23 January 2012

Tremendous Caveman Instincts

When the poet and translator Roy Campbell married Mary Garman without his father's consent, he was cut off from the family purse. In the early 1920s the couple moved to North Wales:
The stable they rented cost 1£ 16s a year. Five pounds a month paid for everything else, though books accounted for half of this budget. That left about 12s 6d a week for all their bodily needs -- in other words, next to nothing. [...] The couple settled down in their mud-floored stable to read Dante, Rabelais, Milton and the Elizabethans -- 'living on the continual intoxication of poetry for two years'. Roy, who had tremendous caveman instincts, went trapping for rabbits and game for the pot, and they collected gulls' eggs from the cliff face. He poached and scavenged, and sometimes the locals would bring them gifts of potatoes or fuel. It was a heady life, and cheap.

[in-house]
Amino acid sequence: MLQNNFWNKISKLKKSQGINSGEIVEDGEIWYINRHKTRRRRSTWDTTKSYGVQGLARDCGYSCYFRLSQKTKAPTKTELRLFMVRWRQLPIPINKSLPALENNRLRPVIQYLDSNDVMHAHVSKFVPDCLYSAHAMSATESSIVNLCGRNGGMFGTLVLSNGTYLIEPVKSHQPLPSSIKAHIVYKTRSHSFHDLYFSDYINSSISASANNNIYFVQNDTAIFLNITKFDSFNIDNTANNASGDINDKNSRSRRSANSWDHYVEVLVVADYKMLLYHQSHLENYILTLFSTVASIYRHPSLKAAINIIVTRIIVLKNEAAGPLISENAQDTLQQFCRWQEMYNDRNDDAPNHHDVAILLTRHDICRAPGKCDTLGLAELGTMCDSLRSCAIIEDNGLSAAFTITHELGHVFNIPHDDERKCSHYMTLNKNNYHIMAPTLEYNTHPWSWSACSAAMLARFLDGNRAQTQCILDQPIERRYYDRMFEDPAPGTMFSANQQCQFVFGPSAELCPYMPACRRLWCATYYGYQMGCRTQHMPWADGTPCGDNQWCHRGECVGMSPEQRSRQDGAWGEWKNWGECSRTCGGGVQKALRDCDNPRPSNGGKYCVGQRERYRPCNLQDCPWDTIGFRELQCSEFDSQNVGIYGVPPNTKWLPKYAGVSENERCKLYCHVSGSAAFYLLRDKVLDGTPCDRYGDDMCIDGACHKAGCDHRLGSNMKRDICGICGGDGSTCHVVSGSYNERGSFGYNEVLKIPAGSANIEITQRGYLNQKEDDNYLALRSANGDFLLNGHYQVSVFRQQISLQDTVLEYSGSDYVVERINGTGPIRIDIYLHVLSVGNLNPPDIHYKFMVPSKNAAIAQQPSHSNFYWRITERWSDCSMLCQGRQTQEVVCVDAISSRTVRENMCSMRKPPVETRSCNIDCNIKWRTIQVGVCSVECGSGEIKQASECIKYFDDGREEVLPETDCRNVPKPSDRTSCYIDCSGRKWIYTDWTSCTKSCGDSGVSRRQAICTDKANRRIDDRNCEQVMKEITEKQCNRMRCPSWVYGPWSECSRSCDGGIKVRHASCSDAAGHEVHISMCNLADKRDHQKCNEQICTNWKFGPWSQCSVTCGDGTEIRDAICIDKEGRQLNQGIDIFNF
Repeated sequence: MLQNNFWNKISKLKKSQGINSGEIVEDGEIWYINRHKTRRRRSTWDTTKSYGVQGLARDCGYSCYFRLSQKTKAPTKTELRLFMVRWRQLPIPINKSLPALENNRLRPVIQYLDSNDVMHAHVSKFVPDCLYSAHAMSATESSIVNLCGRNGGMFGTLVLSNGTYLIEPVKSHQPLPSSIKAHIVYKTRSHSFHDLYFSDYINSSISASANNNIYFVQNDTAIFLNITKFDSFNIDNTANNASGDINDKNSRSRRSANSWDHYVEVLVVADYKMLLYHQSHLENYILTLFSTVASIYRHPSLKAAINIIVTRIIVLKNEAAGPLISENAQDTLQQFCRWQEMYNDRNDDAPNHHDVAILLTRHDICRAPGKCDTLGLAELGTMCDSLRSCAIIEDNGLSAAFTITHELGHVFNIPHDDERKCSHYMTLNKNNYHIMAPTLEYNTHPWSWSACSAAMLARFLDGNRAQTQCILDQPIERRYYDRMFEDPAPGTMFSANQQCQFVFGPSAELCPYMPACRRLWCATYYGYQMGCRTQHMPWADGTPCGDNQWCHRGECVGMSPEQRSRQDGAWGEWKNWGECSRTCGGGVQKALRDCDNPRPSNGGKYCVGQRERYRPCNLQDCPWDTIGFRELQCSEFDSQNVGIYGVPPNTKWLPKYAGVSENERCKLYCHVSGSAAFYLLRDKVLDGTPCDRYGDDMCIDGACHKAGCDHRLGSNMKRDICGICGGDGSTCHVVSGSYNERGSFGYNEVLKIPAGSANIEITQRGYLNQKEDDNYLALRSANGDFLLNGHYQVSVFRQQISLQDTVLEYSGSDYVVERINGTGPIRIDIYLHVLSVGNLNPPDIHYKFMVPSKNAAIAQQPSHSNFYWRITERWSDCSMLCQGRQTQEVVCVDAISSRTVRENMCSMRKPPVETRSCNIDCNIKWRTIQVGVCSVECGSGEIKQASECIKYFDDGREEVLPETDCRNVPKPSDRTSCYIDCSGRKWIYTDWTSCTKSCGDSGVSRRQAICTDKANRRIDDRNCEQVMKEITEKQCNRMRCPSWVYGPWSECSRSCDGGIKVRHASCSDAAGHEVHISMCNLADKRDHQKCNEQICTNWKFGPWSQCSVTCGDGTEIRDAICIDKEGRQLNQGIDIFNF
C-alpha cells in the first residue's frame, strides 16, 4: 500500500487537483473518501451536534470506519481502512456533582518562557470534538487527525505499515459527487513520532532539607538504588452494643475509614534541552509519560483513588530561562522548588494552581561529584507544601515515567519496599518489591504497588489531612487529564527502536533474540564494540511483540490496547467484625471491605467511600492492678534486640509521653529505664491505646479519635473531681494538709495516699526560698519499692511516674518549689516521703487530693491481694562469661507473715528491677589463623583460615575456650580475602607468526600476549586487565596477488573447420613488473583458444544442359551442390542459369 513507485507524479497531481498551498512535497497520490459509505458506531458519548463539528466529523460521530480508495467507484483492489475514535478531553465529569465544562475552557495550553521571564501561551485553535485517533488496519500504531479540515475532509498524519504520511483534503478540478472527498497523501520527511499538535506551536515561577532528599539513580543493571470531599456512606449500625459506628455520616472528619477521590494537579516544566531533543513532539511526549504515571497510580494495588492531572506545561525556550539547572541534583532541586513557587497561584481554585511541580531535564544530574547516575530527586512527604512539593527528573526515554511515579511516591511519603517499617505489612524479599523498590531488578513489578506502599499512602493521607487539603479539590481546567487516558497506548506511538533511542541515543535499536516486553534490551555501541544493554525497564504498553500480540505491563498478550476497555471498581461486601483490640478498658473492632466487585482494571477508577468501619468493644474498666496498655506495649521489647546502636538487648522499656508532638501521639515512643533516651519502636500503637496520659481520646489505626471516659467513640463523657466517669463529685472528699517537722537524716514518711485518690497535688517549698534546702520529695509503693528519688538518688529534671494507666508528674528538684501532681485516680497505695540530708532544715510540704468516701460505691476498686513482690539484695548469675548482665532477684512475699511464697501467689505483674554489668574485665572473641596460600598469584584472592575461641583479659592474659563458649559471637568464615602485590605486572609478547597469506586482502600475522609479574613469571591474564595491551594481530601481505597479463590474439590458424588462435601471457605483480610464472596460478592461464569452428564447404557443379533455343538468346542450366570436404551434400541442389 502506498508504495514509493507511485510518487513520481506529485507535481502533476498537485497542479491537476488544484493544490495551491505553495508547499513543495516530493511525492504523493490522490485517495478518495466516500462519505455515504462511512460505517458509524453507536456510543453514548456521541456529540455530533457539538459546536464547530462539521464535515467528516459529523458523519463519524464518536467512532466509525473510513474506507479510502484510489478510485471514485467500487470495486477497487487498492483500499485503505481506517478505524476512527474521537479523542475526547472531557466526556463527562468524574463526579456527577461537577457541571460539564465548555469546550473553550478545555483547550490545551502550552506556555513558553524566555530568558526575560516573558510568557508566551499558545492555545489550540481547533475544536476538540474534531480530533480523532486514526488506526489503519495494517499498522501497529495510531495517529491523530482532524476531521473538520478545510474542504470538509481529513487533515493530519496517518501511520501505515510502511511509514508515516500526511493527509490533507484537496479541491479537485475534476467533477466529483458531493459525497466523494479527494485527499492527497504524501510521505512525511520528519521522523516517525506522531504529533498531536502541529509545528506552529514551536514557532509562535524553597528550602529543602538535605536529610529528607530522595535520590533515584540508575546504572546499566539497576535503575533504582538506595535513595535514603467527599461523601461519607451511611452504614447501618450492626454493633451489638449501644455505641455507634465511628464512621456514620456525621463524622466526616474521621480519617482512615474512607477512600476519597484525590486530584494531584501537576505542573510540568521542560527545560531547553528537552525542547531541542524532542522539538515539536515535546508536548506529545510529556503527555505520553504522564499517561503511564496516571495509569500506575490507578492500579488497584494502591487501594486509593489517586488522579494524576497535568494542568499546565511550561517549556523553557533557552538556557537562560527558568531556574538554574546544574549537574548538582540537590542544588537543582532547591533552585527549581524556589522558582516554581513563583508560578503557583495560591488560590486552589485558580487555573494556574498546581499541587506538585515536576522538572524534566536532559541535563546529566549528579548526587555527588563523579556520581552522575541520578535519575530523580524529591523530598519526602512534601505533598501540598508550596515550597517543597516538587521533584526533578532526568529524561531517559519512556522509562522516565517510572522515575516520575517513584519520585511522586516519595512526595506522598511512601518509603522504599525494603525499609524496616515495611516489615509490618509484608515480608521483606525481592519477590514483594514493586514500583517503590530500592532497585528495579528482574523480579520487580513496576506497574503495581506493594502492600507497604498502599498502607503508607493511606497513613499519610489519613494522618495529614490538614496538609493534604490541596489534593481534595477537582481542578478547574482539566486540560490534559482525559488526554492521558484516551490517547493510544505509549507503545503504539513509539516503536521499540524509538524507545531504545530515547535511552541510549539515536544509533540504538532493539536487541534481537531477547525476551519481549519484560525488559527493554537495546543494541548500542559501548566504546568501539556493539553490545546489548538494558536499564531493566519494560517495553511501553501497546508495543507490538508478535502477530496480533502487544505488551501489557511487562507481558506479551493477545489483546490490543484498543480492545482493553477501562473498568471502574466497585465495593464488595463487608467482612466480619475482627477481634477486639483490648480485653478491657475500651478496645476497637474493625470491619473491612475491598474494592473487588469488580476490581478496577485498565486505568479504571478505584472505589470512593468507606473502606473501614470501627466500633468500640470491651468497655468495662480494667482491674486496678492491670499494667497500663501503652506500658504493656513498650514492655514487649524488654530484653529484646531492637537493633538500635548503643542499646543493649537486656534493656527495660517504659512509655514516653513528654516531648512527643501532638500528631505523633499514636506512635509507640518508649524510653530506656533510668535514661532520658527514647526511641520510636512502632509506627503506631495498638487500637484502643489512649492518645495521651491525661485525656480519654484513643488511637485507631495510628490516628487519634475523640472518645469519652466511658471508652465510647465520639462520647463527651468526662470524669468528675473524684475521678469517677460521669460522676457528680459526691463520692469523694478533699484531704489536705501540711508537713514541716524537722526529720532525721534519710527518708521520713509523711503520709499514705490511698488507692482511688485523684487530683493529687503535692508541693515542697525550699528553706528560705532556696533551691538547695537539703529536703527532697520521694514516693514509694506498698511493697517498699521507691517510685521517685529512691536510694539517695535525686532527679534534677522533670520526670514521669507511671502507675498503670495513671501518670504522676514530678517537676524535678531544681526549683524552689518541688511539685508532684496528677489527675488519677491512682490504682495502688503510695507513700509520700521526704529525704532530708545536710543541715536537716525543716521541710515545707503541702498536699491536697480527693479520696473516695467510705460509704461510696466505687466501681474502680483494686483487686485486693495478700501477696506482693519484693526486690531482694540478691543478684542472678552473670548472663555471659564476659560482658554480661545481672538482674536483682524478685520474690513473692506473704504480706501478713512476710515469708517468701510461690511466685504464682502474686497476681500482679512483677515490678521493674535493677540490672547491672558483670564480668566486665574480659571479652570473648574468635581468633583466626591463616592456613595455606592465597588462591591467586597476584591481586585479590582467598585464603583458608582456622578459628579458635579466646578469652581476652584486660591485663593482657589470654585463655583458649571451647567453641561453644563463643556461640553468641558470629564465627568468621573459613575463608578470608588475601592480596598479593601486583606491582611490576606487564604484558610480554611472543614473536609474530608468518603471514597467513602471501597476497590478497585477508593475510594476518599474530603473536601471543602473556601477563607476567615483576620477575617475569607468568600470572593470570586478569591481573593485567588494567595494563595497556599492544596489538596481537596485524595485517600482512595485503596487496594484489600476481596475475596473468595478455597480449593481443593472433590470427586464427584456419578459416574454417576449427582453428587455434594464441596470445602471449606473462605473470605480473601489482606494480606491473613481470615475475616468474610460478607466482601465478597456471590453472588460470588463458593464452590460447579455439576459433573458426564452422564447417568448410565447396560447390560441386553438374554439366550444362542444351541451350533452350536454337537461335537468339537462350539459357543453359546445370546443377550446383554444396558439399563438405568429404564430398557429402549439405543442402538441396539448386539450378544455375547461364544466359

From Virginia Nicholson's Among the Bohemians (New York: Harper Collins, 2002), pp. 22-3.